U.S. District Judge Robert Pitman on Wednesday temporarily blocked Texas' strict abortion ban, saying in his ruling that "this court will not sanction one more day of this offensive deprivation of such an important right."
Under the law, abortions cannot be performed in Texas after fetal cardiac activity is detected, which is typically about six weeks into a pregnancy. Many women don't know they are pregnant at that point, and the law does not make any exceptions for cases of rape or incest. It is enforced by the public, with regular citizens encouraged to sue people who help women obtain abortions.
After the Supreme Court declined to block the law last month, the U.S. Justice Department sued Texas, seeking a temporary injunction of the law on constitutional grounds. During a hearing Friday, Justice Department attorney Brian Netter said the law is an "unprecedented scheme of vigilante justice," while a representative of the Texas attorney general said the federal government was engaged in "hyperbole and inflammatory rhetoric."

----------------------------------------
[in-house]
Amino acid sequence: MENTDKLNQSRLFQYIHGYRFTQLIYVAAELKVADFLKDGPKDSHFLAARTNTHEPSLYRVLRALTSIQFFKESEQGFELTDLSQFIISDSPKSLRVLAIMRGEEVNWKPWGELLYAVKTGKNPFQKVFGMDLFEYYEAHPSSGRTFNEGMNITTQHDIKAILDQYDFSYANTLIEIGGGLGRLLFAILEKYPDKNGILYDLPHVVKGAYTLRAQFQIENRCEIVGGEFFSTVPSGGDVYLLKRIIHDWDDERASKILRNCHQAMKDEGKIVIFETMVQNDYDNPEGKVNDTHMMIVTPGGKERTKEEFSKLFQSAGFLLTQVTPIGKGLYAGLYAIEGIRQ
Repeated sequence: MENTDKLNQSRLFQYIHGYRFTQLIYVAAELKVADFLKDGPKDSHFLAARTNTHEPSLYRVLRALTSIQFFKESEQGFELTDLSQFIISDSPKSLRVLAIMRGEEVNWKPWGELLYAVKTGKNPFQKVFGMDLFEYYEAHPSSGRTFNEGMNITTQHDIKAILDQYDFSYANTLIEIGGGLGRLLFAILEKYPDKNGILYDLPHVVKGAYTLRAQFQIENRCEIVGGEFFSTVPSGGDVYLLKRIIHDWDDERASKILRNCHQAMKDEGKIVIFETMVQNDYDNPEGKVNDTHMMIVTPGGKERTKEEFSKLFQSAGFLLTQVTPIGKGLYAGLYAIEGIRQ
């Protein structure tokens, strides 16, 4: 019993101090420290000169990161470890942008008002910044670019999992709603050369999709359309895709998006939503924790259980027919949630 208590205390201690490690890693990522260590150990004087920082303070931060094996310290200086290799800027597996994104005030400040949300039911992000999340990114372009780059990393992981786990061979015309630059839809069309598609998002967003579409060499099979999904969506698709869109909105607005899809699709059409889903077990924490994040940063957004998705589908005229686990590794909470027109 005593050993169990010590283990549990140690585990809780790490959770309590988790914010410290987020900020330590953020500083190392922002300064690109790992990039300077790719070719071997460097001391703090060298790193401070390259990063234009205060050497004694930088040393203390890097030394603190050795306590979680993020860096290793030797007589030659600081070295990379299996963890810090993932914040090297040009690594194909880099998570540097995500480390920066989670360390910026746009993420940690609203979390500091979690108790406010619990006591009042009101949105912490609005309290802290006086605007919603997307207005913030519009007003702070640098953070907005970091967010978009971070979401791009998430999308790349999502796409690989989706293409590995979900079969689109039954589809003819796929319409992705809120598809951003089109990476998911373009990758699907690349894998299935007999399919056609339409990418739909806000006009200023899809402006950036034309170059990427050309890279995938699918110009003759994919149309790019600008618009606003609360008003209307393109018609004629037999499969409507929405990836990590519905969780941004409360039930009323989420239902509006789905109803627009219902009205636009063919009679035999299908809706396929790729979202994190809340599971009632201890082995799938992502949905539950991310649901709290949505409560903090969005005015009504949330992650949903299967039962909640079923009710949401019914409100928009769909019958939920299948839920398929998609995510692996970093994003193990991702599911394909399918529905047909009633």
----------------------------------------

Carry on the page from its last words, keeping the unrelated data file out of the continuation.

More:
Pitman sided with the DOJ, writing in his ruling that "a person's right under the Constitution to choose to obtain an abortion prior to fetal viability is well established. Fully aware that depriving its citizens of this right by direct state action would be flagrantly unconstitutional, the state contrived an unprecedented and transparent statutory scheme to do just that."